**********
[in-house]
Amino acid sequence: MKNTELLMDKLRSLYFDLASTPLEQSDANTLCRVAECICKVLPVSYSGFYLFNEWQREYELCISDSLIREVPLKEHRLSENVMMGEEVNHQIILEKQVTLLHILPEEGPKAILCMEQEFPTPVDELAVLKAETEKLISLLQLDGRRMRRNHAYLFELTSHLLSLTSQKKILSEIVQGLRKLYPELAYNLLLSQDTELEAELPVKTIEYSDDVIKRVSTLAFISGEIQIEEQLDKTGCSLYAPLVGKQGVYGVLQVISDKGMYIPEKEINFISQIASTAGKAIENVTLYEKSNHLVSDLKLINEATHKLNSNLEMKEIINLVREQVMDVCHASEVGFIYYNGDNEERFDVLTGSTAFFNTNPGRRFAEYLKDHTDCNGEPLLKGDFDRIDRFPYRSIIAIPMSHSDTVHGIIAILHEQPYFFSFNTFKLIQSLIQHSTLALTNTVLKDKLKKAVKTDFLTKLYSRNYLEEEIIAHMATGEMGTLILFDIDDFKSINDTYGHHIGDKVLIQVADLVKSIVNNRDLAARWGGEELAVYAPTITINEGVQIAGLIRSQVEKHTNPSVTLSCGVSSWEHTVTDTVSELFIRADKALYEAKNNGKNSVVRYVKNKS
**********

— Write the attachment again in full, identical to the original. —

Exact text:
[in-house]
Amino acid sequence: MKNTELLMDKLRSLYFDLASTPLEQSDANTLCRVAECICKVLPVSYSGFYLFNEWQREYELCISDSLIREVPLKEHRLSENVMMGEEVNHQIILEKQVTLLHILPEEGPKAILCMEQEFPTPVDELAVLKAETEKLISLLQLDGRRMRRNHAYLFELTSHLLSLTSQKKILSEIVQGLRKLYPELAYNLLLSQDTELEAELPVKTIEYSDDVIKRVSTLAFISGEIQIEEQLDKTGCSLYAPLVGKQGVYGVLQVISDKGMYIPEKEINFISQIASTAGKAIENVTLYEKSNHLVSDLKLINEATHKLNSNLEMKEIINLVREQVMDVCHASEVGFIYYNGDNEERFDVLTGSTAFFNTNPGRRFAEYLKDHTDCNGEPLLKGDFDRIDRFPYRSIIAIPMSHSDTVHGIIAILHEQPYFFSFNTFKLIQSLIQHSTLALTNTVLKDKLKKAVKTDFLTKLYSRNYLEEEIIAHMATGEMGTLILFDIDDFKSINDTYGHHIGDKVLIQVADLVKSIVNNRDLAARWGGEELAVYAPTITINEGVQIAGLIRSQVEKHTNPSVTLSCGVSSWEHTVTDTVSELFIRADKALYEAKNNGKNSVVRYVKNKS